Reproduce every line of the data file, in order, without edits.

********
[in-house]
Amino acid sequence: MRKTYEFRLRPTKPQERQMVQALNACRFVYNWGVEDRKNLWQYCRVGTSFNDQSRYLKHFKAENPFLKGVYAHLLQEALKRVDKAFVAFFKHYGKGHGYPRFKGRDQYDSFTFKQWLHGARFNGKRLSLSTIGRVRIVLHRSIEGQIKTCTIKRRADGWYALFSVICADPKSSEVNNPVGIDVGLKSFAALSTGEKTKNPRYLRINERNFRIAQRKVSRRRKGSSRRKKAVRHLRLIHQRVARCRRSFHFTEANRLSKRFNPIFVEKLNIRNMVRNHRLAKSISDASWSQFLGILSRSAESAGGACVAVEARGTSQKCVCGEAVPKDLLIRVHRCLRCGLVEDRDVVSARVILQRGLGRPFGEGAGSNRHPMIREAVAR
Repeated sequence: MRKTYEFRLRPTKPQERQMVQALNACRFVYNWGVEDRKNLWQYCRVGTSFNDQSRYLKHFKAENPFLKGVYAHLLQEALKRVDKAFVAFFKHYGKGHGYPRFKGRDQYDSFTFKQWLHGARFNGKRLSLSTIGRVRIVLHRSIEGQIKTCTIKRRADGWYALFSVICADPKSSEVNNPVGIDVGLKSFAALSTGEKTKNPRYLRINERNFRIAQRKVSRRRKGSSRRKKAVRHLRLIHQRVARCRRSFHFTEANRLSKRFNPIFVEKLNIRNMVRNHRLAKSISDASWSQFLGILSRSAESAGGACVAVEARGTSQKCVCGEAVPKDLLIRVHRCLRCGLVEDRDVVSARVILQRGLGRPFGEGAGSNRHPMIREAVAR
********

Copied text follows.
[in-house]
Amino acid sequence: MRKTYEFRLRPTKPQERQMVQALNACRFVYNWGVEDRKNLWQYCRVGTSFNDQSRYLKHFKAENPFLKGVYAHLLQEALKRVDKAFVAFFKHYGKGHGYPRFKGRDQYDSFTFKQWLHGARFNGKRLSLSTIGRVRIVLHRSIEGQIKTCTIKRRADGWYALFSVICADPKSSEVNNPVGIDVGLKSFAALSTGEKTKNPRYLRINERNFRIAQRKVSRRRKGSSRRKKAVRHLRLIHQRVARCRRSFHFTEANRLSKRFNPIFVEKLNIRNMVRNHRLAKSISDASWSQFLGILSRSAESAGGACVAVEARGTSQKCVCGEAVPKDLLIRVHRCLRCGLVEDRDVVSARVILQRGLGRPFGEGAGSNRHPMIREAVAR
Repeated sequence: MRKTYEFRLRPTKPQERQMVQALNACRFVYNWGVEDRKNLWQYCRVGTSFNDQSRYLKHFKAENPFLKGVYAHLLQEALKRVDKAFVAFFKHYGKGHGYPRFKGRDQYDSFTFKQWLHGARFNGKRLSLSTIGRVRIVLHRSIEGQIKTCTIKRRADGWYALFSVICADPKSSEVNNPVGIDVGLKSFAALSTGEKTKNPRYLRINERNFRIAQRKVSRRRKGSSRRKKAVRHLRLIHQRVARCRRSFHFTEANRLSKRFNPIFVEKLNIRNMVRNHRLAKSISDASWSQFLGILSRSAESAGGACVAVEARGTSQKCVCGEAVPKDLLIRVHRCLRCGLVEDRDVVSARVILQRGLGRPFGEGAGSNRHPMIREAVAR